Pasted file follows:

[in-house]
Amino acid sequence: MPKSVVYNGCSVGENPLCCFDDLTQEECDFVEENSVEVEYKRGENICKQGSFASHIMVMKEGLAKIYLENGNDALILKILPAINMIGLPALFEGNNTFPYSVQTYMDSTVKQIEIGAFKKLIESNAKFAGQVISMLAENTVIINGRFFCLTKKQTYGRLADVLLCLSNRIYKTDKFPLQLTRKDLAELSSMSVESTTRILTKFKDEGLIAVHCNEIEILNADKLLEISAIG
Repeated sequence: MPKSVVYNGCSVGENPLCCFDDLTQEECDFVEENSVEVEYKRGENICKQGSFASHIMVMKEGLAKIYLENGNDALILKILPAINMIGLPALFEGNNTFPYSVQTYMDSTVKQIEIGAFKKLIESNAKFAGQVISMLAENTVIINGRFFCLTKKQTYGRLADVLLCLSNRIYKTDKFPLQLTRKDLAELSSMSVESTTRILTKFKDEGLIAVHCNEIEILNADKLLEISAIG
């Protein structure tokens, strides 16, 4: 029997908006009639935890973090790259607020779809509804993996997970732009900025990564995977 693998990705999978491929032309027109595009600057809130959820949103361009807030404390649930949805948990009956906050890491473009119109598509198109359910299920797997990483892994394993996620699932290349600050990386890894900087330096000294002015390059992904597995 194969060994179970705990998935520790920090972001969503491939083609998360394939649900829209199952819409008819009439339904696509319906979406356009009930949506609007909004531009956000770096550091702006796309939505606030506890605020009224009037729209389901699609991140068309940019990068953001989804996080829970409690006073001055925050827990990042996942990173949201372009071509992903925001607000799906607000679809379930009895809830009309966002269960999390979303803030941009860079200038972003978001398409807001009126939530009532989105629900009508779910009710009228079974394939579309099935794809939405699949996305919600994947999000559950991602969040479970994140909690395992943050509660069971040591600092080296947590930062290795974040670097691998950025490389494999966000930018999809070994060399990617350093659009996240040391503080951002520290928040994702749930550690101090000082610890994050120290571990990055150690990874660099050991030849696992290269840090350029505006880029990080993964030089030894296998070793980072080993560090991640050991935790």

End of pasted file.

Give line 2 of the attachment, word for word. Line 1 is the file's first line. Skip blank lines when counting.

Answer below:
Amino acid sequence: MPKSVVYNGCSVGENPLCCFDDLTQEECDFVEENSVEVEYKRGENICKQGSFASHIMVMKEGLAKIYLENGNDALILKILPAINMIGLPALFEGNNTFPYSVQTYMDSTVKQIEIGAFKKLIESNAKFAGQVISMLAENTVIINGRFFCLTKKQTYGRLADVLLCLSNRIYKTDKFPLQLTRKDLAELSSMSVESTTRILTKFKDEGLIAVHCNEIEILNADKLLEISAIG